Currently, many of us rely on online banking, online tax payments (property and state income (in states that have a state income tax)), online brokerage activity, and a whole host of other things.  Each year, as you prepare your taxes, you should print out and retain copies of any online reports you rely on in determining your federal and state income tax liability.  Many service providers purge information after a few years, so it may not necessarily be available should you need it in response to an audit.  Retain copies (a personal scanner works great) to scan documents regarding basis information and expense deductions.

Setting aside the soundbites coming from both sides of the aisle, the practical reality of increased funding for the Internal Revenue Service is audits will increase.  As you may know, a return can be “selected” for audit in one of three ways: (1) the computer flags the return because certain figures or ratios of figures trip its algorithms; (2) the return is randomly selected for audit (nothing triggered the audit, it was just the taxpayer’s unlucky day); and (3) an examiner flags the return (more common in the estate and gift tax area, and other specialized returns, less so, but still possible, for individual returns).

Several years ago, the IRS openly announced audits were decreasing because the Service lacked personnel.  That will soon change, and with that change comes the need for heightened vigilance by taxpayers regarding record keeping and record retention so that if your return is selected for audit, you have the records to come out of the audit relatively unscathed.  Because an audit starts with the IRS denying all deductions you took on the returns, to claim the deductions, you must prove to the revenue officer’s satisfaction that you have kept proper records substantiating the deduction.  If you can’t prove it, you can’t take it.  This means starting from ground zero, and therein lies the problem with old records.  So, depending on your tax situation, you may want to hang onto those records a little longer.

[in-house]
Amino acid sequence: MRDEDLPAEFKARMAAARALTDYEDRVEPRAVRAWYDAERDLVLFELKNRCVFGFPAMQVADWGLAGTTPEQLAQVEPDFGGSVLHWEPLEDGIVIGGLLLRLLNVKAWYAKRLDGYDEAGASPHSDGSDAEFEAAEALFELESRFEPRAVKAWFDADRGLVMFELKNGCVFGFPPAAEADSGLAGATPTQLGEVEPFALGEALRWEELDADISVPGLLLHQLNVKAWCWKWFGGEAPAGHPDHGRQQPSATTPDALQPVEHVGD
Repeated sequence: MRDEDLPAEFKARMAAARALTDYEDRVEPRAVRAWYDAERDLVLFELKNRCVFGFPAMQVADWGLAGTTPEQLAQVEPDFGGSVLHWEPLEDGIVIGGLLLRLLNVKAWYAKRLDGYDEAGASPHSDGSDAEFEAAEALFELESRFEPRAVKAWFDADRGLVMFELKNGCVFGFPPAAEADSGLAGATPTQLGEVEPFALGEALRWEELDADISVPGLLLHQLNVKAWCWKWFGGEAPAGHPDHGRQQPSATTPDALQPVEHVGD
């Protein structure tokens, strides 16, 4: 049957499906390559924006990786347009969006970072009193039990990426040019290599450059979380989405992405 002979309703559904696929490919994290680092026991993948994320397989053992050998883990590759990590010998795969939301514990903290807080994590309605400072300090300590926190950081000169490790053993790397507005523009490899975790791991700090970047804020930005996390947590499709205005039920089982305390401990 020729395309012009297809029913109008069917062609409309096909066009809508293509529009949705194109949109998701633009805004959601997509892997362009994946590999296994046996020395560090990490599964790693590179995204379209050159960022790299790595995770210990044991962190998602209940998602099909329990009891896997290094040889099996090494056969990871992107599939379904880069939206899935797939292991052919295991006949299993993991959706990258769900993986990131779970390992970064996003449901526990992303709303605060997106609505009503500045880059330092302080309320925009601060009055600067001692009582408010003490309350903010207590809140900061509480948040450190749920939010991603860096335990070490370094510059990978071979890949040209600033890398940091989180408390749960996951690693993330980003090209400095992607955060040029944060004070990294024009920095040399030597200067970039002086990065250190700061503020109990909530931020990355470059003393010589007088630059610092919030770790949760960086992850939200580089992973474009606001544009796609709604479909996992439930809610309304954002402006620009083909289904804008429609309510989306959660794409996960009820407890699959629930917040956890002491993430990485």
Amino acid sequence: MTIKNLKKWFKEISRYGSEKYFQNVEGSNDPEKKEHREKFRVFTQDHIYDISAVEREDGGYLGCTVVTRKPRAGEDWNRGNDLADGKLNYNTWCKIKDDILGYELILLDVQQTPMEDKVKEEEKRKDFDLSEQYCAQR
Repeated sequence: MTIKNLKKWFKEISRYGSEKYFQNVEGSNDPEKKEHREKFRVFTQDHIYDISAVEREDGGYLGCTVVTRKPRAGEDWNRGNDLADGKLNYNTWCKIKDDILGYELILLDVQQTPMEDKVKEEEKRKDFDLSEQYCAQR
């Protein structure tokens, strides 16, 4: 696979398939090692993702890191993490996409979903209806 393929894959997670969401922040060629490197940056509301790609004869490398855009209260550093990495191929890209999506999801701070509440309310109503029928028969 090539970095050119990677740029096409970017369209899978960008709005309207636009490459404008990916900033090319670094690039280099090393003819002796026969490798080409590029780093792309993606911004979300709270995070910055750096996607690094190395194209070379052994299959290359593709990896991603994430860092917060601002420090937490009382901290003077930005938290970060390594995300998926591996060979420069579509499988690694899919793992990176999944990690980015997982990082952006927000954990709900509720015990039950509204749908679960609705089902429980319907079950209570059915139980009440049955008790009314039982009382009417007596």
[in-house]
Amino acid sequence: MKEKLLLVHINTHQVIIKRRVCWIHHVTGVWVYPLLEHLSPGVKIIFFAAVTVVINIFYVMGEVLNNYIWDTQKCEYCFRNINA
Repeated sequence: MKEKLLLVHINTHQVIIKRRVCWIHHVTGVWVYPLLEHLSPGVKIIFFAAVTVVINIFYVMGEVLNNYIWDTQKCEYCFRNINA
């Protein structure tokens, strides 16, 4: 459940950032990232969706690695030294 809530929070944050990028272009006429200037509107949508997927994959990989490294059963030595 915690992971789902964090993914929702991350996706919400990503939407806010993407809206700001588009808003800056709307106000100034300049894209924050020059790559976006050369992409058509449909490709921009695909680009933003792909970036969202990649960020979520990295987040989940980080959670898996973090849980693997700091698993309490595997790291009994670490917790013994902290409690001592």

Scott Tippett is a principal with Offit Kurman’s Business Law Transactions group. Offit/Kurman PA counsels clients on business and matters, including representing clients before the Internal Revenue Service, Office of Appeals, and United States Tax Court, as well as state and local tax authorities.  We counsel clients regarding personal and business tax planning matters and issues and assist with the formation and structuring of entities to maximize tax savings and tax credits.  The views expressed herein are solely those of the author, and are not intended as, and do not constitute, legal or tax advice.

ABOUT SCOTT TIPPETT | 336.232.0671

Scott Tippett focuses his practice on wealth management law and corporate, business, and real estate issues for individuals, families, and small to mid-sized closely held companies including medical, dental, and veterinary practices.

Mr. Tippett began practicing law in 1987 in Atlanta where he litigated major construction project disputes, complex white-collar crime matters, and significant business and estate issues. In addition to practicing law, he ran a manufacturing company in High Point in the mid -1990s, which provided him with a unique and broad perspective on understanding the various issues faced by business owners and managers.